Farewell, My Queen | Movie review
At the dawn of the French Revolution, a smitten servant longs for Marie Antoinette.
If Sofia Coppola’s Marie Antoinette turned the life of the queen into an endless party, here at last is the hangover: a vision of Versailles in the frenzied final days before the mob came for Her Majesty’s head. Instead of witnessing the collapse of power through royal eyes, we’re afforded a more common perspective—namely, that of the queen’s personal reader, played by the exquisitely pouty French starlet Léa Seydoux. The poor girl’s got it bad for her employer; the infatuation is clear from her first onscreen encounter with Diane Kruger’s glowing but casually cruel monarch. Seydoux’s servant, radiating carnal curiosity, peers through half-open doors at her celebrity crush with a mixture of sapphic desire and pure class envy. She’s basically an 18th-century starfucker.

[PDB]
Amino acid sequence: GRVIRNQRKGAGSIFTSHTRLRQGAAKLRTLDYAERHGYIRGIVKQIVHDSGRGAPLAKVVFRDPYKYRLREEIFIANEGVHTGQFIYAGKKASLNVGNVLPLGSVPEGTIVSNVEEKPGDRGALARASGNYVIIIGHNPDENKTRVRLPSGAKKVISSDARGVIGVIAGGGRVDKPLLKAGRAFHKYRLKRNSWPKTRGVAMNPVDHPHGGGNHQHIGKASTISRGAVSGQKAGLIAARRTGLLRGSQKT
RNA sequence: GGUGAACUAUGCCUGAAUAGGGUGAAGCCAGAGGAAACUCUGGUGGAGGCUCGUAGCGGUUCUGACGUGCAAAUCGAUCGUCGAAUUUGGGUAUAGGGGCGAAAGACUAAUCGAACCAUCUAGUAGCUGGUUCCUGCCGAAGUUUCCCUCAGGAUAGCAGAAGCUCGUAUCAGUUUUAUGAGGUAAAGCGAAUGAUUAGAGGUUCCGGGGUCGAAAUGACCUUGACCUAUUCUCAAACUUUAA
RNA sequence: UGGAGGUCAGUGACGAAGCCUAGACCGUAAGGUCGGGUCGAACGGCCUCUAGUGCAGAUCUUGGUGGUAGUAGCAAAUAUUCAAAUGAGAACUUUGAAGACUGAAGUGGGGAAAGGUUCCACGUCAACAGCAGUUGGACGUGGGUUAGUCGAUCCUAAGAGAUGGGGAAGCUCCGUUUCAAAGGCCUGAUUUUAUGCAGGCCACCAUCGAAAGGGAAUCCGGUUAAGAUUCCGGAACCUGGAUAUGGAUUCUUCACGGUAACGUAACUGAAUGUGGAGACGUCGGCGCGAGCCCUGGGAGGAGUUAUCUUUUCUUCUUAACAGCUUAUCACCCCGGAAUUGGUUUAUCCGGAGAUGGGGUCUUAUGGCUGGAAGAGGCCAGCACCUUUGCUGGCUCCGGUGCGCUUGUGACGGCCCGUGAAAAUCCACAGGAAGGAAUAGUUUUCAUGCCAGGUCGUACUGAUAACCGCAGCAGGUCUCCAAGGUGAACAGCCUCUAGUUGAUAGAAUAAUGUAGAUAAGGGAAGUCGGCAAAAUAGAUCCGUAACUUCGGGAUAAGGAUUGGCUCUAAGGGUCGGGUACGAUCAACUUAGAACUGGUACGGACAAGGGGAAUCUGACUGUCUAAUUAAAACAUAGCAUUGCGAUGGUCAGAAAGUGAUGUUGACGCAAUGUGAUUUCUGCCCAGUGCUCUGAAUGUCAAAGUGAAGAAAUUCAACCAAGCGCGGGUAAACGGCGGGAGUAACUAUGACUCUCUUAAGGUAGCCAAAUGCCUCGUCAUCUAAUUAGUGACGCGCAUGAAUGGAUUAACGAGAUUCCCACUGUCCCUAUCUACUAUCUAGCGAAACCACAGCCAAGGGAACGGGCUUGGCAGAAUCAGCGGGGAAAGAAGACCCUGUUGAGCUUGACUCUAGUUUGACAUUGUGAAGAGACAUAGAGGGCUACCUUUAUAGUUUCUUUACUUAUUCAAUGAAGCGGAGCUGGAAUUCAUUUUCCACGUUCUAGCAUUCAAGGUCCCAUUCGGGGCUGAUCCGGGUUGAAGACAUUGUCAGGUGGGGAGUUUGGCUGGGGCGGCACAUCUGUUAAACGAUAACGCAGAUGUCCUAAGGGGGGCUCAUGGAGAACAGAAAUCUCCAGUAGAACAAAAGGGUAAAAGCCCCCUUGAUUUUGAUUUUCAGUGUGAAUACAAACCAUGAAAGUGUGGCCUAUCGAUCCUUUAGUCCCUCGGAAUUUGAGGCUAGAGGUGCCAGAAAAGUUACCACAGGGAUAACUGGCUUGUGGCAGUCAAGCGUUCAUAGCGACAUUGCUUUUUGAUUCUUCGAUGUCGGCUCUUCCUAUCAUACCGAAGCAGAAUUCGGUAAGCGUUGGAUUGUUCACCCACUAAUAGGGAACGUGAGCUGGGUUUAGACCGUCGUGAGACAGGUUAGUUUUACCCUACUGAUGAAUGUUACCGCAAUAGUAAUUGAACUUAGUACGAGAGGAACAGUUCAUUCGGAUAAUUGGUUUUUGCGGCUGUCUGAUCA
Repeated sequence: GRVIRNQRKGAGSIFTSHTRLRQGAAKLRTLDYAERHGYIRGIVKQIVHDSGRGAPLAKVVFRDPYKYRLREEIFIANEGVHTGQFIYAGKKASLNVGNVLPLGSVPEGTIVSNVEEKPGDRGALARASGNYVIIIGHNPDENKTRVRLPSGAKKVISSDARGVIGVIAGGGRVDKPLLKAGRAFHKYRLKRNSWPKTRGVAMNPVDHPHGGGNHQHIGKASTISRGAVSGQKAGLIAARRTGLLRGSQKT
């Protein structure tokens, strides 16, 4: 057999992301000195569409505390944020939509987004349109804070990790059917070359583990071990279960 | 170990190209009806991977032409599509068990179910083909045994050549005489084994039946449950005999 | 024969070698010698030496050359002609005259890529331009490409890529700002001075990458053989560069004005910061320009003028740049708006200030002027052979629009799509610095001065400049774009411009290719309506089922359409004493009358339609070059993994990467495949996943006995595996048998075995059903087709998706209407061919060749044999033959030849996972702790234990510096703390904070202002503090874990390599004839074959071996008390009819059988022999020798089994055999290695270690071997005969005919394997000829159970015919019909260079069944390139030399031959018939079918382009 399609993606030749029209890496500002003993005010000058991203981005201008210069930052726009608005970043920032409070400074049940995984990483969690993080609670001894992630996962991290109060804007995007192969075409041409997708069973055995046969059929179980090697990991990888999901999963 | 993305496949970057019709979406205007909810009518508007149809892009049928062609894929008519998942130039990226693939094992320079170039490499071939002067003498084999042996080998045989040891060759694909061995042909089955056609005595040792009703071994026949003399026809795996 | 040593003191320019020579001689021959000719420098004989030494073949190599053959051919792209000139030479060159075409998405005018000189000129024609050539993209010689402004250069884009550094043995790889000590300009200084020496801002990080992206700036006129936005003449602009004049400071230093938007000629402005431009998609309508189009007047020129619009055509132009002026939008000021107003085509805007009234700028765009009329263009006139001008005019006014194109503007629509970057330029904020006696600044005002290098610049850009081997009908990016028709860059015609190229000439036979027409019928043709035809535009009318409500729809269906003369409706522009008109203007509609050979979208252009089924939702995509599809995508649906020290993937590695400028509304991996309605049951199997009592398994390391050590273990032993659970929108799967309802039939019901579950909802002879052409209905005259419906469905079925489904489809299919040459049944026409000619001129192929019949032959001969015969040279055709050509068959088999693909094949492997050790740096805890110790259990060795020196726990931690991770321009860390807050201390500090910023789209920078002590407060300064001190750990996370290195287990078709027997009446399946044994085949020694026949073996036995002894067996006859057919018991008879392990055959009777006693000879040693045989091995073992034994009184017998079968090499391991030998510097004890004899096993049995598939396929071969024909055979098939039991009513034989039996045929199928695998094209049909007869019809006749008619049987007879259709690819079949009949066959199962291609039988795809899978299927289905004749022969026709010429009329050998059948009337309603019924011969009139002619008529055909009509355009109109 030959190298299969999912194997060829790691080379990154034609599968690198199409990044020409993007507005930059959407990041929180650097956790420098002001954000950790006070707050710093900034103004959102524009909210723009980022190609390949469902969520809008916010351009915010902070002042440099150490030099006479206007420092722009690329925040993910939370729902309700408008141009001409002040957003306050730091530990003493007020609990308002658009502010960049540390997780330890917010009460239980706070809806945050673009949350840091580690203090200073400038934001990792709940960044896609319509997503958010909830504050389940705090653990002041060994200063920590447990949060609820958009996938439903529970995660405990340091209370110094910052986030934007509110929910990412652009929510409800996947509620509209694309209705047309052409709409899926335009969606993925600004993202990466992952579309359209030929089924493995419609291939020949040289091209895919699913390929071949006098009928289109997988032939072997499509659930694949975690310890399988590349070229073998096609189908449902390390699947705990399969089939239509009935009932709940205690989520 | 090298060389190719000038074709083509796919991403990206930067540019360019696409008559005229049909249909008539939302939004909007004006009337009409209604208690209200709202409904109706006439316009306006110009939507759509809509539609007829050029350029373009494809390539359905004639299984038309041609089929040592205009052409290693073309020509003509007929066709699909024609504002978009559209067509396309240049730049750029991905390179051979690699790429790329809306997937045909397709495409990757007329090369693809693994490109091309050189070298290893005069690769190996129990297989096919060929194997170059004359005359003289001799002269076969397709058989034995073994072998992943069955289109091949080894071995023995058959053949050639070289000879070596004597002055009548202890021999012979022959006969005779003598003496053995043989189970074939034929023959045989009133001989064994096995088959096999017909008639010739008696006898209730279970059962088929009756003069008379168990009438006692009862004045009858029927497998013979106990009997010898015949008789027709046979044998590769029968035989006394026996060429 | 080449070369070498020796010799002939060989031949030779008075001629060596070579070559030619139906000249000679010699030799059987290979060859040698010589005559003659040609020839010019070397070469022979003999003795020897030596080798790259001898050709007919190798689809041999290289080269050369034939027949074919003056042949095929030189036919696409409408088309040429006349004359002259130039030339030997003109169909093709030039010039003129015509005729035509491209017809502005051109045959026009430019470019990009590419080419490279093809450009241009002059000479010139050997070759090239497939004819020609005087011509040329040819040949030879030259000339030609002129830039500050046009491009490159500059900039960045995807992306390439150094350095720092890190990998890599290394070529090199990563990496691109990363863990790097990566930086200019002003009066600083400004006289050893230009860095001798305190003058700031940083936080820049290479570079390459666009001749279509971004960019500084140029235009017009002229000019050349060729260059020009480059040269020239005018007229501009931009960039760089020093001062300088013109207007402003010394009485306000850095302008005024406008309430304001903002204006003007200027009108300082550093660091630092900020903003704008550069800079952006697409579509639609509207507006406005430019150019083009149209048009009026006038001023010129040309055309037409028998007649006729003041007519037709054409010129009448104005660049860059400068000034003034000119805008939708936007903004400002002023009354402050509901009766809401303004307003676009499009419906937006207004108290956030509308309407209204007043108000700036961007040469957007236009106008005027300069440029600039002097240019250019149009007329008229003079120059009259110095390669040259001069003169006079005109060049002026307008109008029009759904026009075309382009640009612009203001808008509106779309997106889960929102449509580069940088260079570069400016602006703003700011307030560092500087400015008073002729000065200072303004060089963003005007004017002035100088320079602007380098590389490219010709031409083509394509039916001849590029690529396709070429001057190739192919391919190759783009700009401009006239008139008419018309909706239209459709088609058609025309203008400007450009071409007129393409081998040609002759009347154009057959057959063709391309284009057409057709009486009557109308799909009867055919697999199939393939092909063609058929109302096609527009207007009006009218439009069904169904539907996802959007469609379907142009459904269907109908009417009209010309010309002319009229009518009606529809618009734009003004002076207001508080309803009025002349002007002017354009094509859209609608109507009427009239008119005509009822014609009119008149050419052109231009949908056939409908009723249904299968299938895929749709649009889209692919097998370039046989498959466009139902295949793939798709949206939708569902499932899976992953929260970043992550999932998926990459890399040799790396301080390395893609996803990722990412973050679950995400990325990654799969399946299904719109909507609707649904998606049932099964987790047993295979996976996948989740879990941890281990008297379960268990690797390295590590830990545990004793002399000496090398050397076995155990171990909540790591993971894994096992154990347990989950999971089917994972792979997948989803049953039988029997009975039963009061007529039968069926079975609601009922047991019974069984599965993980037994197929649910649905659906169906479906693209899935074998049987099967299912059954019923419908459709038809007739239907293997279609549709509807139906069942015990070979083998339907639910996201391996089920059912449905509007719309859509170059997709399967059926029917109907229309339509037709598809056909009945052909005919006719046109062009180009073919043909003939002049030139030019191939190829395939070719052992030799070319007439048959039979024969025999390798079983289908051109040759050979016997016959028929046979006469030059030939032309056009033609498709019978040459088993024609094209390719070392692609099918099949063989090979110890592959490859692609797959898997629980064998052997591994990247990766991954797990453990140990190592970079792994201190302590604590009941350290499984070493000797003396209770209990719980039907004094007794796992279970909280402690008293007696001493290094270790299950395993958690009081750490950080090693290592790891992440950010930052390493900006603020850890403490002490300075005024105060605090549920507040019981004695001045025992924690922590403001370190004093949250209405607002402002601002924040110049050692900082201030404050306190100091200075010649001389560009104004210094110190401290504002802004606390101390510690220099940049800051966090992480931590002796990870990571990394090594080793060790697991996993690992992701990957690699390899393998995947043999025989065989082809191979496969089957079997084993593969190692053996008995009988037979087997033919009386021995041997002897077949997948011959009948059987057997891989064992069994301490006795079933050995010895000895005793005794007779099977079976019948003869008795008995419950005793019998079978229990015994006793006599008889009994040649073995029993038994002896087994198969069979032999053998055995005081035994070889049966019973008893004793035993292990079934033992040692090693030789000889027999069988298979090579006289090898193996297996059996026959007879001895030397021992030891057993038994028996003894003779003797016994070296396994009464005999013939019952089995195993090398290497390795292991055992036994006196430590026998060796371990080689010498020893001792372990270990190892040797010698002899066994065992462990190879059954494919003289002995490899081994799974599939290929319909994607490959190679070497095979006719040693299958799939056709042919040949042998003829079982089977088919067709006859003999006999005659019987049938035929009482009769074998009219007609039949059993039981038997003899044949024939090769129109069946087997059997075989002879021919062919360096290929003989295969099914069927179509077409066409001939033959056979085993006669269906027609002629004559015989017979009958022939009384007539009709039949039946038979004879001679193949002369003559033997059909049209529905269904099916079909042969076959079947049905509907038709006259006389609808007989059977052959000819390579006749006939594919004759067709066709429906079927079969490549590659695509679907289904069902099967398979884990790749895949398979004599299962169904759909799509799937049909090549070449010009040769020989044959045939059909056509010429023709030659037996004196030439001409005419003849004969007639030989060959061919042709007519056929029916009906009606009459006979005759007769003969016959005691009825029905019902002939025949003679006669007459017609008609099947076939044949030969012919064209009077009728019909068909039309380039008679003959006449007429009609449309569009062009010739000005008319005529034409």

As with Coppola’s movie, much of Farewell, My Queen was filmed at the real Versailles. Skulking through the palace’s ancient halls, his handheld camera trailing Seydoux’s every hurried move, director Benoît Jacquot creates a fascinating friction between immaculate period detail and a distinctly modern brand of vérité voyeurism. Briefly, as whisperings of the Bastille pass through the court and an execution list makes the rounds, the movie suggests a French Revolution docudrama made in the quasi-real-time mold of United 93.
The urgency doesn’t stick; Jacquot is more invested in the comparably banal matter of unrequited affection, nudging Seydoux’s smitten naïf between Antoinette and the queen’s friend (possibly with benefits), the duchess of Polignac (Virginie Ledoyen). The film is being championed in some circles as a corrective to Coppola’s daydream of wealth and luxury. But is the groupie’s story any more valuable than the rock star’s?